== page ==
Plaintiff contends that defendants' failure to respond in a timely fashion to his grievances violates his due process rights. Plaintiff's allegations in this regard fail to state a cognizable cause of action. Prisoners do not have a "separate constitutional entitlement to a specific prison grievance procedure." Ramirez v. Galaza, 334 F.3d 850, 860 (9th Cir. 2003) (citing Mann v. Adams, 855 F.2d 639, 640 (9th Cir. 1988)). Even the non-existence of, or the failure of prison officials to properly implement an administrative appeals process within the prison system does not raise constitutional concerns. Mann v. Adams, 855 F.2d 639, 640 (9th Cir. 1988); see also, Buckley v. Barlow, 997 F.2d 494, 495 (8th Cir. 1993); Flick v. Alba, 932 F.2d 728, 729 (8th Cir. 1991); Azeez v. DeRobertis, 568 F. Supp. 8, 10 (N.D. Ill. 1982) ("[A prison] grievance procedure is a procedural right only, it does not confer any substantive right upon the inmates. Hence, it does not give rise to a protected liberty interest requiring the procedural protections envisioned by the fourteenth amendment."). State regulations give rise to a liberty interest protected by the Due Process Clause of the federal constitution only if those regulations pertain to "freedom from restraint" that "imposes atypical and significant hardship on the inmate in relation to the ordinary incidents of prison life." Sandin v. Conner, 515 U.S. 472, 484 (1995). Further, while prisoners have a First Amendment right to file prison grievances, they do not have a right to any particular response thereto. McDonald v. Smith, 472 U.S. 479, 482 (1985); Bradley v. Hall, 64 F.3d 1276, 1279 (9th Cir. 1995); Apple v. Glenn, 183 F.3d 477, 479-80 (6th Cir. 1999) (holding that plaintiff who alleged public officials violated his First Amendment right to petition the government by not responding to his letters or taking the actions requested therein failed to state a claim). The California Code of Regulations, title 15 section 3084, "simply require[s] the establishment of a procedural structure for reviewing prisoner complaints and sets forth no substantive standards; instead, they provide for flexible appeal time limits, and, at most, that no reprisal shall be taken against an inmate or parolee for filing an appeal." Seals v. Mitchell, No. C 04-3764 SBA (PR), 2007 WL 1795706, at *4 (N.D. Cal. June 20, 2007) (internal quotation marks and citations omitted). For these reasons, plaintiff's complaint fails to state a cognizable due process claim.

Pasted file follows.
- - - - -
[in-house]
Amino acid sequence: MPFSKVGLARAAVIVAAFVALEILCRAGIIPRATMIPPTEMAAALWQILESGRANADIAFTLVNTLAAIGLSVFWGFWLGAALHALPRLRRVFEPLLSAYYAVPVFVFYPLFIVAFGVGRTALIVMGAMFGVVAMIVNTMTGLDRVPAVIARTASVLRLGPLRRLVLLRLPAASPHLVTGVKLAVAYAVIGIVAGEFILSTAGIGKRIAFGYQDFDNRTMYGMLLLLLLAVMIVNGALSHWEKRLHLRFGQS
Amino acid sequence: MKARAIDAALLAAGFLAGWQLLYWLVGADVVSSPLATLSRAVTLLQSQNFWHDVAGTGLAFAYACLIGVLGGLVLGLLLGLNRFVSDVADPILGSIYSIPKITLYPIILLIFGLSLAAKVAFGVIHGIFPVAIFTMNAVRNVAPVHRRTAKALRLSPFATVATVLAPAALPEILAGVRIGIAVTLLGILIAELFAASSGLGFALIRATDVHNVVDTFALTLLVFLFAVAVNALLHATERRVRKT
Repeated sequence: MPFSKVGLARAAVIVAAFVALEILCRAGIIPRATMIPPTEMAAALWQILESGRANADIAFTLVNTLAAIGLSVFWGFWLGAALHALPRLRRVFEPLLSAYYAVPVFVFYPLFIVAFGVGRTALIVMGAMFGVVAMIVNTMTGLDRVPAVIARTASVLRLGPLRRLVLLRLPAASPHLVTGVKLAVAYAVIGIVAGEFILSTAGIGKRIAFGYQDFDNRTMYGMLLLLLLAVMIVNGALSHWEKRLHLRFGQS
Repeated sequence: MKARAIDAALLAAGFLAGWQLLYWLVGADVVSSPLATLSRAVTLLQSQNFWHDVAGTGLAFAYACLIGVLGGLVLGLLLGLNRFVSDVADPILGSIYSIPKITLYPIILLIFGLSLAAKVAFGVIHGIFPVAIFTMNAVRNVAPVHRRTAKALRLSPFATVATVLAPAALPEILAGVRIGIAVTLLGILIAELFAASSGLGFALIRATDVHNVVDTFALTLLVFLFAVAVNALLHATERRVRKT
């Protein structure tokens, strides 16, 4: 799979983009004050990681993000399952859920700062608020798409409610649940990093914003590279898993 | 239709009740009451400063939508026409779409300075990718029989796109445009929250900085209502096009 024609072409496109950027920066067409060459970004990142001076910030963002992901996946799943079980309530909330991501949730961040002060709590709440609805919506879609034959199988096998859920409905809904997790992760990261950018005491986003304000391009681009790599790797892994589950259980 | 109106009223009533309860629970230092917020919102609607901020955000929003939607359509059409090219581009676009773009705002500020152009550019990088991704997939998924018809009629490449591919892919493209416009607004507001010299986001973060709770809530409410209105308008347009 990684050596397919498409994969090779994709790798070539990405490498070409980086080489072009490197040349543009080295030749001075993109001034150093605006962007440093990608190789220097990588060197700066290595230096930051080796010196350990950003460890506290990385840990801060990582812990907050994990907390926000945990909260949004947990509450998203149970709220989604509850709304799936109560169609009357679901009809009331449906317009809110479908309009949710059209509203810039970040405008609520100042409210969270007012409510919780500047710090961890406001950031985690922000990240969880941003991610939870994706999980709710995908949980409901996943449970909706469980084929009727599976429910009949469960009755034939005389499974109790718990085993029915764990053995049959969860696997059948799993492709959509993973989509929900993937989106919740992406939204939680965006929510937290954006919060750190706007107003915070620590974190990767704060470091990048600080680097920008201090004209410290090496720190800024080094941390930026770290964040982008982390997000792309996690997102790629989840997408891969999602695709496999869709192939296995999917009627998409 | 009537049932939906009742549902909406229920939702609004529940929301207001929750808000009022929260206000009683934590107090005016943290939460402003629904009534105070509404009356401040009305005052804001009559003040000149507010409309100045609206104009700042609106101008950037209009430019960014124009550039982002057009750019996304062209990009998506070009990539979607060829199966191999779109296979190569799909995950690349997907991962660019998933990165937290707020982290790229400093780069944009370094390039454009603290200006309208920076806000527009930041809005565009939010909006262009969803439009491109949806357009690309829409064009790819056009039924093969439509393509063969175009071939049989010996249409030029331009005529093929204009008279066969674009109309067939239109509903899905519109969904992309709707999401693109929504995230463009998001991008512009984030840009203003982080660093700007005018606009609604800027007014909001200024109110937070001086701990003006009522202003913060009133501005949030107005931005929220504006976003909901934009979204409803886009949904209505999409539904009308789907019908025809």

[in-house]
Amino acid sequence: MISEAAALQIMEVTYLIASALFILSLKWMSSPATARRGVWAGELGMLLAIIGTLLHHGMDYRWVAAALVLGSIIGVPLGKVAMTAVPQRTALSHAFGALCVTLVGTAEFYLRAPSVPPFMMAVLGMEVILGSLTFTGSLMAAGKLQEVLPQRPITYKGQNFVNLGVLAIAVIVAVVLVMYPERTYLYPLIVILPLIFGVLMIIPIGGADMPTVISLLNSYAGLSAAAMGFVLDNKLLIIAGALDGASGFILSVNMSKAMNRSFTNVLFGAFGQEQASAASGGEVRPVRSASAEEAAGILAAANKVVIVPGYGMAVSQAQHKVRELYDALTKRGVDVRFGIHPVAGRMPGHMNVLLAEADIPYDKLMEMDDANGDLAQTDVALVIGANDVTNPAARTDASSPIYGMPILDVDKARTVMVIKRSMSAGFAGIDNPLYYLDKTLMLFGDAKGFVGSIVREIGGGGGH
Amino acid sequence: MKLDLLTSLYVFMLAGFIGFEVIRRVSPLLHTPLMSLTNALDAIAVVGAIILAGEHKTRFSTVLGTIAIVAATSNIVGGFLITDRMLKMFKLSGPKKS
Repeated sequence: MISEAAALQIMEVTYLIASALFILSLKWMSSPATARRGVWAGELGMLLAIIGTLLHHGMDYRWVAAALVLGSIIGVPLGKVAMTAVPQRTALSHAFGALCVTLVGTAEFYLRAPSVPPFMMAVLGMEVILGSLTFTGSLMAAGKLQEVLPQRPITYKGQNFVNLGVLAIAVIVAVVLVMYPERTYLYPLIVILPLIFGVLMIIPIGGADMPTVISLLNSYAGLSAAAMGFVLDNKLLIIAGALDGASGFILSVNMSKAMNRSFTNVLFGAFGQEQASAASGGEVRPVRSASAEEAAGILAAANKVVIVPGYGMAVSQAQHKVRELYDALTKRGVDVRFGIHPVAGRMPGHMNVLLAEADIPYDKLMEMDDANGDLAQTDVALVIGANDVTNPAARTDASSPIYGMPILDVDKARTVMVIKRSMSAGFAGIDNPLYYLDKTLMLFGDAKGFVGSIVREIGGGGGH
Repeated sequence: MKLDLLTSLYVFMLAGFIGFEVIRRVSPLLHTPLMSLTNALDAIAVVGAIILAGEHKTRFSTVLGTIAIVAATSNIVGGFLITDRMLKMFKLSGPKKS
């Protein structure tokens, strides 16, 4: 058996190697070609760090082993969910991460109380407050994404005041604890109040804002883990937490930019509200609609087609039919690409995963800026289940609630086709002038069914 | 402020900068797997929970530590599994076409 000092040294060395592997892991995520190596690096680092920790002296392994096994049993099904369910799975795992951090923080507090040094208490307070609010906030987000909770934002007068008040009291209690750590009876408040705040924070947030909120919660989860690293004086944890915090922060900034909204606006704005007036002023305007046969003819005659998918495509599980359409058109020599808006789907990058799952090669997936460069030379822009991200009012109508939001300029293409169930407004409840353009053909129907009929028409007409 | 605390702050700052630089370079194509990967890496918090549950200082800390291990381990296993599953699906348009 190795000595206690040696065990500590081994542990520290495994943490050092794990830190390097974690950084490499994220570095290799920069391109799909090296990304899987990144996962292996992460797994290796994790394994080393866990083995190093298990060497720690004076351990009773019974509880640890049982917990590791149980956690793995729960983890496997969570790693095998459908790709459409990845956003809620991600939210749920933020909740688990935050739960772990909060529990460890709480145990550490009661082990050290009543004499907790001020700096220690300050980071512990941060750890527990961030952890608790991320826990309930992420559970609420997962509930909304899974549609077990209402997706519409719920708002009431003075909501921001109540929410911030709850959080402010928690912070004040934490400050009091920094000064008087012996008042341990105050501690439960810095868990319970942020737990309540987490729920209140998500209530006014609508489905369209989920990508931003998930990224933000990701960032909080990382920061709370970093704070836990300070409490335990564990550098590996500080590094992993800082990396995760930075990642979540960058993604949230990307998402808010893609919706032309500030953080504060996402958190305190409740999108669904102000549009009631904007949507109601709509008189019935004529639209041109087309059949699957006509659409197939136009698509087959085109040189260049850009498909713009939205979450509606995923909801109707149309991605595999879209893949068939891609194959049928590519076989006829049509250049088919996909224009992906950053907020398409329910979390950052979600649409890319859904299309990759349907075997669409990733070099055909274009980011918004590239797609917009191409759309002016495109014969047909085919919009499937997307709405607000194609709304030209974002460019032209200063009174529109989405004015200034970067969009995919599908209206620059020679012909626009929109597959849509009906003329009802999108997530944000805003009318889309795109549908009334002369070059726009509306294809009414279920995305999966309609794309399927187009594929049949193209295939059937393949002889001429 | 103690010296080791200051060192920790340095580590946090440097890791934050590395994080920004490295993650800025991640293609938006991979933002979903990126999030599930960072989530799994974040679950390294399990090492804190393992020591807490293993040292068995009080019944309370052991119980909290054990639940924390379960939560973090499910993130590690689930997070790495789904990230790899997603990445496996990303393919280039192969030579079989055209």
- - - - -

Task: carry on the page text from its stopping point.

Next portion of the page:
In addition, plaintiff's allegation that defendants' failure to respond to his grievances subjected him to cruel and unusual punishment, fails to state a cognizable claim. Plaintiff has cited no legal authority supporting such a claim under the Eighth Amendment and the court is aware of no such authority.
Plaintiff also alleges that he was subjected to cruel and unusual punishment when he was not allowed to choose the method of testing used in his screening for tuberculosis. Apparently, plaintiff preferred an alternate method for tuberculosis testing because of his "fear that the injecting of the tuberculosis bacterium into his body can cause some physical harm which can not be determined to any ceratin degree but the mere potential is enough to cause some ...